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Style Magazine

So Succulent

Succulent projects are popular—and for good reason: they come in many varieties (there are over 10,000 species throughout the world!), don’t require a lot of care, and are versatile enough to play with the most creative gardener. Here are some fun planting ideas—courtesy of our friends at Green Acres Nursery & Supply—plus tips to care for your new creation.



For a subtle look that’s easy on the eyes, create a piece that is monochromatic by blending tones of the color you want. Comparable colors are great for filling in small or empty spaces and can be designed to complement the overall theme of your garden. Green tones are soothing and tie into just about any garden palette.


 Contrasting Color

Use color to reflect your mood. If you’d like your piece to be daring and demand attention, then consider contrasting colors. Incorporate hues of red, green, and orange to reflect energy. Create a focal point to make a statement about your individual style and taste.


Classical Composition

Compose accent pieces with succulents in containers, hanging baskets, wall frames, terrariums, wreaths, and more. Succulents are excellent choices for creating "living wall" tapestries. Using layers of chicken wire and sphagnum moss, you can grow your succulents up any vertical surface. Green Acres offer a large assortment of groundcover and pendulous varieties that will bring both color and texture to your creation.



Abandon tradition and upcycle an old fountain, wheelbarrow, wagon, wood pallet, or birdbath. Succulents are excellent choices for dish gardens because they’re shallow-rooted and are easy to care for if grown in the right spot. Be creative and have fun with it—the possibilities are endless.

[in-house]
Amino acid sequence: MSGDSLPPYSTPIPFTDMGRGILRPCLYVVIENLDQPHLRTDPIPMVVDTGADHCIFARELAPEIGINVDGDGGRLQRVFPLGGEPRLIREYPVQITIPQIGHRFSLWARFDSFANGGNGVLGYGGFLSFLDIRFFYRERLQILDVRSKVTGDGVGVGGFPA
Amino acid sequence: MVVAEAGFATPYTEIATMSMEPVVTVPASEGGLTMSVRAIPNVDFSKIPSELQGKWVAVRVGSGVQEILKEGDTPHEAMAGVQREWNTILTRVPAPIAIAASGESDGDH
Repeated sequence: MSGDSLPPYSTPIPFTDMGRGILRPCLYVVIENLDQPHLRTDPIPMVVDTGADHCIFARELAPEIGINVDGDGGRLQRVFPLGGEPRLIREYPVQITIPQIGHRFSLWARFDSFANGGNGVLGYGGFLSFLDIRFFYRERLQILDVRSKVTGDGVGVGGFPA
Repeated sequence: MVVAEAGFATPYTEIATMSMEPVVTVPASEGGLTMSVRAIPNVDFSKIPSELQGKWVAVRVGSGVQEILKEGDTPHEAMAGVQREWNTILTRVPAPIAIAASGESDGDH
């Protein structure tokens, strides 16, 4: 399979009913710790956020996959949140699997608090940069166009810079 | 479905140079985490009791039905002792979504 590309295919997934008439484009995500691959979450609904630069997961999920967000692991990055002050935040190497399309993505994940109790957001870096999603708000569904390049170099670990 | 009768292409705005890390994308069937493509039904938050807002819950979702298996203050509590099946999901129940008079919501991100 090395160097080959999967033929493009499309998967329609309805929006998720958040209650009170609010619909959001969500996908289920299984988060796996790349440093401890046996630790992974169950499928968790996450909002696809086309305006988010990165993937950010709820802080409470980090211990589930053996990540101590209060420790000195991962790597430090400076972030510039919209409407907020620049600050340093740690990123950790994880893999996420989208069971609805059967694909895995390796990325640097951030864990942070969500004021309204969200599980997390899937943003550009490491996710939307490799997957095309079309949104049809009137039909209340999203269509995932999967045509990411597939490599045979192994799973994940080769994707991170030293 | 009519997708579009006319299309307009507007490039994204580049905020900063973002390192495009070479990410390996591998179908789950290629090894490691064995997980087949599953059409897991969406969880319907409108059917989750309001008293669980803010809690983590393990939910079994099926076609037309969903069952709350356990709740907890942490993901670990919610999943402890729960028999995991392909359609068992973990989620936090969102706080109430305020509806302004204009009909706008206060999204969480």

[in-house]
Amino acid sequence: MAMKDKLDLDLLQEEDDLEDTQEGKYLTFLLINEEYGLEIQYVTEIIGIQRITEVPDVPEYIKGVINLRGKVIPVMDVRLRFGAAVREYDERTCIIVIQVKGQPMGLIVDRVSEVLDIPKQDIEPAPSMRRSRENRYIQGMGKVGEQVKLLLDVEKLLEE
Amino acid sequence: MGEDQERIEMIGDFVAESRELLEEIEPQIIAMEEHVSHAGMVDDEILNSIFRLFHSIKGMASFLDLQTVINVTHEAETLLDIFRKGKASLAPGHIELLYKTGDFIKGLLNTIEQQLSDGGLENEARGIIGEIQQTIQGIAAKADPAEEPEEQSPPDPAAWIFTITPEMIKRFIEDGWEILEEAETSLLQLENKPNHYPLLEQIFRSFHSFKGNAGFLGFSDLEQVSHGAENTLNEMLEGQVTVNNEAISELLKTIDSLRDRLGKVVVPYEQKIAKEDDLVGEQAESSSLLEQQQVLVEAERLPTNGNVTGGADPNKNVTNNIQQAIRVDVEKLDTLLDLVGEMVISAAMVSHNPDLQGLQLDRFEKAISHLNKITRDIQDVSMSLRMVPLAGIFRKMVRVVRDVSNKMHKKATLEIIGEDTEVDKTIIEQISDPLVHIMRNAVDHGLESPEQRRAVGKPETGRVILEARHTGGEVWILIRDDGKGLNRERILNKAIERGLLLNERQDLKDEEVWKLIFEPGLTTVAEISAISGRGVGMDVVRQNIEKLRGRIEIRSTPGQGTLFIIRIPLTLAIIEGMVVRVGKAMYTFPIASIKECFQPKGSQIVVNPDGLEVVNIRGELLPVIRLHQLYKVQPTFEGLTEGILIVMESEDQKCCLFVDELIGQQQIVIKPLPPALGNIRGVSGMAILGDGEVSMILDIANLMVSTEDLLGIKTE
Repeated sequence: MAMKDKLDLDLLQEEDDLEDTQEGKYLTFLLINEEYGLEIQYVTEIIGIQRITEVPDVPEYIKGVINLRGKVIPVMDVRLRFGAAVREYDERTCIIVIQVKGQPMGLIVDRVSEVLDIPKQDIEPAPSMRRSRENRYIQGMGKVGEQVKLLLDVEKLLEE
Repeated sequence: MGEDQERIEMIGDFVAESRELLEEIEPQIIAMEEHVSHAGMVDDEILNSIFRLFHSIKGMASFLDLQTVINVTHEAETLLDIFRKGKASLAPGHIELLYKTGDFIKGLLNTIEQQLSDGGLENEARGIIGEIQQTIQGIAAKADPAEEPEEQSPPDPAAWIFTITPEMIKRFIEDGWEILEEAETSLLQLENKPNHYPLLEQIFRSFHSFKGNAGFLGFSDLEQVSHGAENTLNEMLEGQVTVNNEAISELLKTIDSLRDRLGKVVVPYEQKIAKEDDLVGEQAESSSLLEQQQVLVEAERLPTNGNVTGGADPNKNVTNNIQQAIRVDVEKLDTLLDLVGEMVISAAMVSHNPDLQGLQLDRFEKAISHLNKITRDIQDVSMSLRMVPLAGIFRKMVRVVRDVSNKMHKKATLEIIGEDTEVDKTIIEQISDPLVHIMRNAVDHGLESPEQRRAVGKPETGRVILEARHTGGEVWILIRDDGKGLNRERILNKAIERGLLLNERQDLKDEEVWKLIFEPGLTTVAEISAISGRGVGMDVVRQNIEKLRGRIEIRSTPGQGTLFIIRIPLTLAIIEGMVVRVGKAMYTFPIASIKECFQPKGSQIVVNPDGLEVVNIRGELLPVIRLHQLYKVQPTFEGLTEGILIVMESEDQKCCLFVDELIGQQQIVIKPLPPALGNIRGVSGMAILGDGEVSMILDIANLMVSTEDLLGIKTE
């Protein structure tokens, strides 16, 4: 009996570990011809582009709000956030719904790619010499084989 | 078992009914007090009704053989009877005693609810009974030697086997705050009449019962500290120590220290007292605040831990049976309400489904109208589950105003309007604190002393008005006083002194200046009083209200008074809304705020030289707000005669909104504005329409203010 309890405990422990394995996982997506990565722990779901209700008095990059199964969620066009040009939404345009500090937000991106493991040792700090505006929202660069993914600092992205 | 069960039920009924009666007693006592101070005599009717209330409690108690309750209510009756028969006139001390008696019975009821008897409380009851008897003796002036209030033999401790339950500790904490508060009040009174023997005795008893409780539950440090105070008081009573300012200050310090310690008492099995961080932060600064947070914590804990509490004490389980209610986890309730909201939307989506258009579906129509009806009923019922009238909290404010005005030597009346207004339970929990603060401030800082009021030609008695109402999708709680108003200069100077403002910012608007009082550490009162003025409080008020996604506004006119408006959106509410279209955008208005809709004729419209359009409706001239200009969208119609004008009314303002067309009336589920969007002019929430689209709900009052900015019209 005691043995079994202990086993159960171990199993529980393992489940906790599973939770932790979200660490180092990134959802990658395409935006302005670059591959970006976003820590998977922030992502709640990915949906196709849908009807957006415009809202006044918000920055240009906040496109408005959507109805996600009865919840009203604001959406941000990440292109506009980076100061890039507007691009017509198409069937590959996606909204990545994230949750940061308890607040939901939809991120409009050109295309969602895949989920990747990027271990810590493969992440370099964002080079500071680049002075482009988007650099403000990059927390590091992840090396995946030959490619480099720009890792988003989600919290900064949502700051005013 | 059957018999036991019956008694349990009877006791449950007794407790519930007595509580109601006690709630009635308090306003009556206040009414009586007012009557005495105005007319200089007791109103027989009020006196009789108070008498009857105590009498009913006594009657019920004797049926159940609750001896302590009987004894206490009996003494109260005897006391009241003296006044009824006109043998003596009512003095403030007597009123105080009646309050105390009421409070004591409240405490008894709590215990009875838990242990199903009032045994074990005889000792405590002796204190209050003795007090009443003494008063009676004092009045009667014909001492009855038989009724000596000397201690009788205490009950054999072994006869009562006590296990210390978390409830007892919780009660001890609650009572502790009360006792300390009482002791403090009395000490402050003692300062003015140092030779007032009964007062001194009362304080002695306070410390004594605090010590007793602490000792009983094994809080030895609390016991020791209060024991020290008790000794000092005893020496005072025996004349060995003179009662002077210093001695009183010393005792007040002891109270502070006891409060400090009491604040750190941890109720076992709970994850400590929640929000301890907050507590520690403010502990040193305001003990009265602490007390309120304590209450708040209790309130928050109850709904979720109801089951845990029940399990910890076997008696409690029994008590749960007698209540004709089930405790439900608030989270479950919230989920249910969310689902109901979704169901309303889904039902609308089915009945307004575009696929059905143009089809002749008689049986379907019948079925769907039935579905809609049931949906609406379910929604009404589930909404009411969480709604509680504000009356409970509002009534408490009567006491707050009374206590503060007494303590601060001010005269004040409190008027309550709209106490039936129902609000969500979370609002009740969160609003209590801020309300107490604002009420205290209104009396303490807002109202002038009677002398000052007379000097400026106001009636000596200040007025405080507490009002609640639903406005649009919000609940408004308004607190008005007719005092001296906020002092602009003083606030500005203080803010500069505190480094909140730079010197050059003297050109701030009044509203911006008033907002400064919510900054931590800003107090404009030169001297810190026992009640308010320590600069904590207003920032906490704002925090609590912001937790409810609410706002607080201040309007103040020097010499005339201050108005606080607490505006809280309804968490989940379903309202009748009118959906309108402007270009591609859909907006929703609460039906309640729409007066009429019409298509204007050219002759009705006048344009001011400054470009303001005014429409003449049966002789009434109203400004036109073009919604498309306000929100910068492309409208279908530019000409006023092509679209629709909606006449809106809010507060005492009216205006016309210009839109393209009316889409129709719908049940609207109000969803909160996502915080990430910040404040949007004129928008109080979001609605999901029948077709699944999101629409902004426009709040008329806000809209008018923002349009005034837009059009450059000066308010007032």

Did you know that not all succulents are cactus, but all cacti are succulents? Succulents store water in their fleshy leaves, roots, and stems. Cacti are a group of succulents that have a characteristic most succulents don't: areoles. Areoles are small, white, exterior bumps that bear spines or hairs. These help to ward off animals who are looking for a drink of water from within the cactus.

And whether we're calling it a succulent or a cactus, it's no surprise that they’re popular! There are over 10,000 species throughout the world, offering a whole spectrum of color, size, leaf shape, and flower type. Succulents are also very easy to propagate, so if you find one you like, you can share with a friend.

Light & Soil

Most outdoor succulents need some light shade in the hot afternoon. We all handle the sun well when it's hot, but let's face it: We're happier with a little shady reprieve.

Potted indoor succulents and terrariums need to be near a window that gets indirect sunlight.

Succulents require well-draining soil. We recommend E.B. Stone Organics Cactus & Succulent Planting Mix because it’s blended with lava rock, sand, fir bark, and Canadian sphagnum peat moss that regulates moisture and conditions soil.

Succulents are not tolerant of clay soils, which will cause them to turn yellow and succumb to rot.

Mulching around succulents with gritty materials, instead of bark-based materials, will prevent succulents from dying during wet winters.

Water For Your Color

Succulents take water up from the roots and store it in their leaves for future use. That's how they survive infrequent watering. 

·      Provide a drainage hole if you’re using a pot.

·      Concentrate on watering the soil vs. wetting the leaves to promote root growth.

·      Watch for very slight wrinkles in the leaves. That's a sign that the plant is drawing its reserves and could use another good soak. Let the soil dry again before watering.

·      You'll know you've watered too much if the leaves overfill and burst, leaving them to soften and rot.

·      Watering a terrarium? Leave it open and keep an eye on the soil—when it looks dusty and dry, it's time to water. Only water enough to saturate the soil without leaving plants to soak.

·      Watering in your landscape? Use drip irrigation rather than overhead watering. This allows the water to get to the root of the plant and reduces fertilizer and nutrient loss.

Protecting succulents from frost: Some succulent varieties are cold hardy but be sure to protect your tender succulents by using frost cloth if temperatures get below freezing.

Reprinted with permission from Green Acres Nursery & Supply—a Sacramento-based, family-owned independent garden center with seven retail locations across the region.